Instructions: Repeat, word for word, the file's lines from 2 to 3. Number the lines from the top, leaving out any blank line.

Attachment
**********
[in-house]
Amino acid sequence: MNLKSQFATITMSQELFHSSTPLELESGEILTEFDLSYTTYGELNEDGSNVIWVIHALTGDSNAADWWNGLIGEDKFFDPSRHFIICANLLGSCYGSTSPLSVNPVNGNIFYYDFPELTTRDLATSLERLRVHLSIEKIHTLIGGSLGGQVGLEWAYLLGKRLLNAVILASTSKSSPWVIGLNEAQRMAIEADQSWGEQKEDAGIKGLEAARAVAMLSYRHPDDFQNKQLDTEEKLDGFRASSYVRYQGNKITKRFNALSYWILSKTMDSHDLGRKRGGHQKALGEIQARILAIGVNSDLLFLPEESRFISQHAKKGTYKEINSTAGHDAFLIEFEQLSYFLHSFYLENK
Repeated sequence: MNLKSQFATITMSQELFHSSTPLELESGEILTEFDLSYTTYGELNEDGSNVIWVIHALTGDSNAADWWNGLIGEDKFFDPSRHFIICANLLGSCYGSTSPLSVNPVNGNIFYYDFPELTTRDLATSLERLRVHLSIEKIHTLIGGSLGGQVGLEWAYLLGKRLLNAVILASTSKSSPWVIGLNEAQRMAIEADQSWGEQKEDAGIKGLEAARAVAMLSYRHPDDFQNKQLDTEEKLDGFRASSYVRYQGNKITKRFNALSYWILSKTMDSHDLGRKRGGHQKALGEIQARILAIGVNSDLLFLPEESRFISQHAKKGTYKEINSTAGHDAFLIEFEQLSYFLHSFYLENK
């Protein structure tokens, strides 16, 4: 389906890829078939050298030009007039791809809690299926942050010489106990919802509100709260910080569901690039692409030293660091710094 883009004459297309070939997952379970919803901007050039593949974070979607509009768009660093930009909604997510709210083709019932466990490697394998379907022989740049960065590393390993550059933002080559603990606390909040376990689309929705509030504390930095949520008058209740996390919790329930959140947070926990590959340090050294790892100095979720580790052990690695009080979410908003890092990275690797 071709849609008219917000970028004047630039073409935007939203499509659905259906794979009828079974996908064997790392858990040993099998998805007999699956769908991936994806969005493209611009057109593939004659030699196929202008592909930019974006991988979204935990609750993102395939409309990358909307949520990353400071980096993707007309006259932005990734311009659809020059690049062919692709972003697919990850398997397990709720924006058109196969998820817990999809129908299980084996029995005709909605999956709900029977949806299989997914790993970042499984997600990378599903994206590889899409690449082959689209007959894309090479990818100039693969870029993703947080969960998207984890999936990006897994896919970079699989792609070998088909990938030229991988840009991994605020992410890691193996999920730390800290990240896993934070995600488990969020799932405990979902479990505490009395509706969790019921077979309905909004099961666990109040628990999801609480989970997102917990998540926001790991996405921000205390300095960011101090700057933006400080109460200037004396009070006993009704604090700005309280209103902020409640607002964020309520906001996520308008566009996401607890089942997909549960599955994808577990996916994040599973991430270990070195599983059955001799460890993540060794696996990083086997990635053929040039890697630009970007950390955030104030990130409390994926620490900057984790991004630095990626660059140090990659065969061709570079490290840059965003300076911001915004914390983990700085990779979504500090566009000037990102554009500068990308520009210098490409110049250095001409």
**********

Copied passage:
Amino acid sequence: MNLKSQFATITMSQELFHSSTPLELESGEILTEFDLSYTTYGELNEDGSNVIWVIHALTGDSNAADWWNGLIGEDKFFDPSRHFIICANLLGSCYGSTSPLSVNPVNGNIFYYDFPELTTRDLATSLERLRVHLSIEKIHTLIGGSLGGQVGLEWAYLLGKRLLNAVILASTSKSSPWVIGLNEAQRMAIEADQSWGEQKEDAGIKGLEAARAVAMLSYRHPDDFQNKQLDTEEKLDGFRASSYVRYQGNKITKRFNALSYWILSKTMDSHDLGRKRGGHQKALGEIQARILAIGVNSDLLFLPEESRFISQHAKKGTYKEINSTAGHDAFLIEFEQLSYFLHSFYLENK
Repeated sequence: MNLKSQFATITMSQELFHSSTPLELESGEILTEFDLSYTTYGELNEDGSNVIWVIHALTGDSNAADWWNGLIGEDKFFDPSRHFIICANLLGSCYGSTSPLSVNPVNGNIFYYDFPELTTRDLATSLERLRVHLSIEKIHTLIGGSLGGQVGLEWAYLLGKRLLNAVILASTSKSSPWVIGLNEAQRMAIEADQSWGEQKEDAGIKGLEAARAVAMLSYRHPDDFQNKQLDTEEKLDGFRASSYVRYQGNKITKRFNALSYWILSKTMDSHDLGRKRGGHQKALGEIQARILAIGVNSDLLFLPEESRFISQHAKKGTYKEINSTAGHDAFLIEFEQLSYFLHSFYLENK